Word was received of the death of Merrill Fergus of Bussy, Iowa. His wife will be remembered as Miss Bernice Tucker, eldest daughter of Mr. and Mrs. B. L. Tucker. Mrs. Frank Lauber is visiting town this week. Dorothy Davis is spending the week at the Dr. Henderson home and attending the Chautauqua. T.C. Knutstrom went to Flint, Mich. to drive home a Dodge touring car. Miss Susie Voorhees is nursing a broken arm as the result of an accident while cranking the car. Dr. Marshall was called and set the broken member. Mr. and Mrs. A. L. Hartquist, Mr. Oscar Johnson and Misses Stella Hartquist and Doris Ogburn of Mt. Pleasant, Iowa, spent a few days at the Wm. Hartquist home.
On the Brooks road west of town, Will Marshall and Dewain Rezner had a head-on collision which wrecked both cars but fortunately no one was injured. The dust at this place is very bad making deriving quite dangerous. (Even today this hill is dangerous; go slow!) Mr. and Mrs. C. R. A. Marshall, Stella, Lois and Henry of Olena and Mr. and Mrs. David Stratton and family of Coloma composed an auto party to Newton, Kansas. A week will be spent with relatives before returning home.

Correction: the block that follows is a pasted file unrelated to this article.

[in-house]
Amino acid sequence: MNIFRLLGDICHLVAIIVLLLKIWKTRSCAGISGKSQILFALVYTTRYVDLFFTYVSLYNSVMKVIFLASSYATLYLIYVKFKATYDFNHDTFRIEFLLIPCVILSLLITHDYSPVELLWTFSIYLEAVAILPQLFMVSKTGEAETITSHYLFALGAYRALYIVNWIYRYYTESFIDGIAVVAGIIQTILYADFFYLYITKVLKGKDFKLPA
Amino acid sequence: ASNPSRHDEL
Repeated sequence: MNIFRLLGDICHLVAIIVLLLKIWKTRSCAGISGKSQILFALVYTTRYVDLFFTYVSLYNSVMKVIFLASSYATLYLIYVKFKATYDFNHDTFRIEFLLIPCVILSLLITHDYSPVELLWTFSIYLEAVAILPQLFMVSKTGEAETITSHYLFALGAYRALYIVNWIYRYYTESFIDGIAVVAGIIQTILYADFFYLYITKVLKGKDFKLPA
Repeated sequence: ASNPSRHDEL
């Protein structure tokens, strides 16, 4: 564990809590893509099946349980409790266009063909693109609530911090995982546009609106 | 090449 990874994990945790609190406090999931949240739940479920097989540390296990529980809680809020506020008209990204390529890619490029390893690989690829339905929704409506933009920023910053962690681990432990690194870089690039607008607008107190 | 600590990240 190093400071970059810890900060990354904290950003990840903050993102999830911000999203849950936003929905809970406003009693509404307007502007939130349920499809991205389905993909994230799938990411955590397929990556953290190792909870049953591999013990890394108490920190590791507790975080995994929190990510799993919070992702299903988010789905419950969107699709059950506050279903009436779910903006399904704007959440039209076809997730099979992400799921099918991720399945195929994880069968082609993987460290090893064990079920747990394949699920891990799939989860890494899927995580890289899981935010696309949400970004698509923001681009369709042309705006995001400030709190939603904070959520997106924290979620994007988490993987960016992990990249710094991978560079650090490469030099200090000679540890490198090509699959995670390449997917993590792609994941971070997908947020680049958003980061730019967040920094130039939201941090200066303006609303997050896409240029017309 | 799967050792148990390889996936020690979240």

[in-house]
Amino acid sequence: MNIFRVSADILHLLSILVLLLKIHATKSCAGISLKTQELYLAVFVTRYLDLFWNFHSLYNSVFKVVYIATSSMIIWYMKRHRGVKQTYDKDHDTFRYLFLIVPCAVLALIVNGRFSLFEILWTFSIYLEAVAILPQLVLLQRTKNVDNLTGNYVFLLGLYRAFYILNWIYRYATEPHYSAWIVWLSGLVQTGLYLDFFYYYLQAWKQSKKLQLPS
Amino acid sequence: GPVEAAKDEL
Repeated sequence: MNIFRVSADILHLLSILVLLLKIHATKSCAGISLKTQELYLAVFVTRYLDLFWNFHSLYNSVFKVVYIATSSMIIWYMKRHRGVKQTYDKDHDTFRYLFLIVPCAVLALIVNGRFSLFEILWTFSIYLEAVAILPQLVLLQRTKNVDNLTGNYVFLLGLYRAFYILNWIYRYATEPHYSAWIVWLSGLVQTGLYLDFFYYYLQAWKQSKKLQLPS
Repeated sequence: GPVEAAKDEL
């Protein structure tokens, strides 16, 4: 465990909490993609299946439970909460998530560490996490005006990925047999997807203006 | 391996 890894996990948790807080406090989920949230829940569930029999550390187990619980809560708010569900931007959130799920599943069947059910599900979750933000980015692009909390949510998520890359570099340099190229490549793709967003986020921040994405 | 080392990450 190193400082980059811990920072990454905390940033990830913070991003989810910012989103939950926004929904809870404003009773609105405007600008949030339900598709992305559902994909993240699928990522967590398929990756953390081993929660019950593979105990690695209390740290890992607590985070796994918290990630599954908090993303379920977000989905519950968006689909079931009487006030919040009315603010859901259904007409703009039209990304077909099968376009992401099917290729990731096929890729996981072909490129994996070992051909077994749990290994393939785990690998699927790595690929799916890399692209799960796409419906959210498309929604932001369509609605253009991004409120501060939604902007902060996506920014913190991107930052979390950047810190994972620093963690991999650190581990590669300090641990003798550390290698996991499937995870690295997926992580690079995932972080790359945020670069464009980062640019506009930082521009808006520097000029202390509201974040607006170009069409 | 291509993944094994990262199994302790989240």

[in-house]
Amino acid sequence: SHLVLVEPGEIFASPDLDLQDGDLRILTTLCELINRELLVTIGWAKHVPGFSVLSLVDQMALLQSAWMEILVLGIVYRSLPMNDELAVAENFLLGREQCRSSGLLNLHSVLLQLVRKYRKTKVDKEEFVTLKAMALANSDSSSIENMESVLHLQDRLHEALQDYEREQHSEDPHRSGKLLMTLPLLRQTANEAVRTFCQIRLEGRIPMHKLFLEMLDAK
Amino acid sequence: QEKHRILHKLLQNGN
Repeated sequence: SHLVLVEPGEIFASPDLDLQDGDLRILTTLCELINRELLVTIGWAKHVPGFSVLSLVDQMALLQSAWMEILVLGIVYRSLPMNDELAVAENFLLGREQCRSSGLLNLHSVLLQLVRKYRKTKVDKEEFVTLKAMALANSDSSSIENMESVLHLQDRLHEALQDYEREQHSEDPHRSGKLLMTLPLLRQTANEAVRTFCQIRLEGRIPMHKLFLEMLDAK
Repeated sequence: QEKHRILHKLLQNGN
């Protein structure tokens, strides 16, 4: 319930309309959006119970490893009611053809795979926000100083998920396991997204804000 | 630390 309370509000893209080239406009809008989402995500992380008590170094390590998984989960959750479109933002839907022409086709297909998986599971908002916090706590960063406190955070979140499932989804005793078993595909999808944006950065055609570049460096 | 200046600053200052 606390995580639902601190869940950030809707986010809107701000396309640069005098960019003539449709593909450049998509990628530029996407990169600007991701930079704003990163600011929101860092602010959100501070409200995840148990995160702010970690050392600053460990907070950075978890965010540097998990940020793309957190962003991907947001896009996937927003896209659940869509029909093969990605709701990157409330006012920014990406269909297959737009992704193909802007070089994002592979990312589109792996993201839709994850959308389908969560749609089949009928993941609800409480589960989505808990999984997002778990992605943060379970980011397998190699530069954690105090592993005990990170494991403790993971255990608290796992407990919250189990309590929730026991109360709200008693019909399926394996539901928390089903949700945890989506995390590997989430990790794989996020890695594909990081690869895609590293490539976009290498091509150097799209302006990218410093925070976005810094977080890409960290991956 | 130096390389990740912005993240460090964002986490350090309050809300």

The Chautauqua is bringing good crowds from out of town to hear the programs. (Culture arrived in Stronghurst.) A number of visitors are seen from the following areas: Maple Grove-Ed Chandler, Mr. Wm. Powell and family, Elmer Davis and family, Mr. Fred Fitz, Geo. Seigworth, Alvah Anderson and family, Mr. and Mrs. Hardy and Mr. and Mrs. Hildebran; from Raritan-Cornel Schenck and Lulola, Mrs. Kate Hunt, Elmer Livermore and Wm. Thompson and family; from Biggsville-Harry Rankin and family, Edgar Rankin, Frank Graham, Mrs. J.S. Milligan and Mr. Tom Stewart and family; from Gladstone-Mr. and Mrs. Eb Lant and Frank Porter and sister; from Media-Clarence Richey's family, Edgar Lewis and family, Mrs. Cavins, Guy Garnet and Dr. S. P. Kyle and wife.